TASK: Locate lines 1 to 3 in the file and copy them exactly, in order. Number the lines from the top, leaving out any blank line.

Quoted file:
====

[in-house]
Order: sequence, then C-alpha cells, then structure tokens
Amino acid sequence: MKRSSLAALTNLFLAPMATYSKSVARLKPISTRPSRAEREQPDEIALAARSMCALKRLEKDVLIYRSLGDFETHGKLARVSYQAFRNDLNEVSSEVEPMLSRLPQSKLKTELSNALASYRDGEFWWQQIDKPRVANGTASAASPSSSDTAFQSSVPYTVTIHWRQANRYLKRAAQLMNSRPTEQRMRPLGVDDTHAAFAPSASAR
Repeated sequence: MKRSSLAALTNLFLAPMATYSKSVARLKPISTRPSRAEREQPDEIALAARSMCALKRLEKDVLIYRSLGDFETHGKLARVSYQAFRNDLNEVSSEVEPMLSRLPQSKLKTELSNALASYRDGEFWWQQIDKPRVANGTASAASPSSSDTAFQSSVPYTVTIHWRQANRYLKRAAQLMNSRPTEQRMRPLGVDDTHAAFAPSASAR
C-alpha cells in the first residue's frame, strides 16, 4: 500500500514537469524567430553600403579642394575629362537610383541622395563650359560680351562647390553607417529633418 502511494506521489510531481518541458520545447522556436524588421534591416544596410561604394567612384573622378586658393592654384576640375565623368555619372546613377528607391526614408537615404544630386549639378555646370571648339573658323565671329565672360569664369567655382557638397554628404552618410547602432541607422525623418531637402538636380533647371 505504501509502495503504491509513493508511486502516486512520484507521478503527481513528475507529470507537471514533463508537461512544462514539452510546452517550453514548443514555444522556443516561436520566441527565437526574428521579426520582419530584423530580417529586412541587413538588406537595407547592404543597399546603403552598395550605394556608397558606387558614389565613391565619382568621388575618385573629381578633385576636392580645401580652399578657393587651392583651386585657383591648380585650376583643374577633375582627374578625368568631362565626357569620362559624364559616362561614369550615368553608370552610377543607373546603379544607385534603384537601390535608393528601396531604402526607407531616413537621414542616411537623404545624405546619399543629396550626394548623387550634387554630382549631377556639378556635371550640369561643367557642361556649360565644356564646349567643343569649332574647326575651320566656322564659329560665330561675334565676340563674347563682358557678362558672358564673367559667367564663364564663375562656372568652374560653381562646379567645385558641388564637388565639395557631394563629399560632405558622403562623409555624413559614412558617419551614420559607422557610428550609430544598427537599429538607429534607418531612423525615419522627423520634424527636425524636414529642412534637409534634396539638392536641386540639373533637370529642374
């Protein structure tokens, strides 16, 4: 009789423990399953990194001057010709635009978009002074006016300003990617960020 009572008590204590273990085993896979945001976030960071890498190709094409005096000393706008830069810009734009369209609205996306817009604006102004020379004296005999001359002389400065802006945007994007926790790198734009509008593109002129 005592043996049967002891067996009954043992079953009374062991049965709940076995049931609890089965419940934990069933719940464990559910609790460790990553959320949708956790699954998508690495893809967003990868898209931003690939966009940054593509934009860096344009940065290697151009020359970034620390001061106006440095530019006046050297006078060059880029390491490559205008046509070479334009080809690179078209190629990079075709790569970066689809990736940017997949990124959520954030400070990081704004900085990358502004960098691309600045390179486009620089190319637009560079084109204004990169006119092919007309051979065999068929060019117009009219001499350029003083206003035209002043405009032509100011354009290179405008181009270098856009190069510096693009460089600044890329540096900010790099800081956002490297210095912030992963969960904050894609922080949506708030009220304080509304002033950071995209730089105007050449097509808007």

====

[in-house]
Order: sequence, then C-alpha cells, then structure tokens
Amino acid sequence: MKRSSLAALTNLFLAPMATYSKSVARLKPISTRPSRAEREQPDEIALAARSMCALKRLEKDVLIYRSLGDFETHGKLARVSYQAFRNDLNEVSSEVEPMLSRLPQSKLKTELSNALASYRDGEFWWQQIDKPRVANGTASAASPSSSDTAFQSSVPYTVTIHWRQANRYLKRAAQLMNSRPTEQRMRPLGVDDTHAAFAPSASAR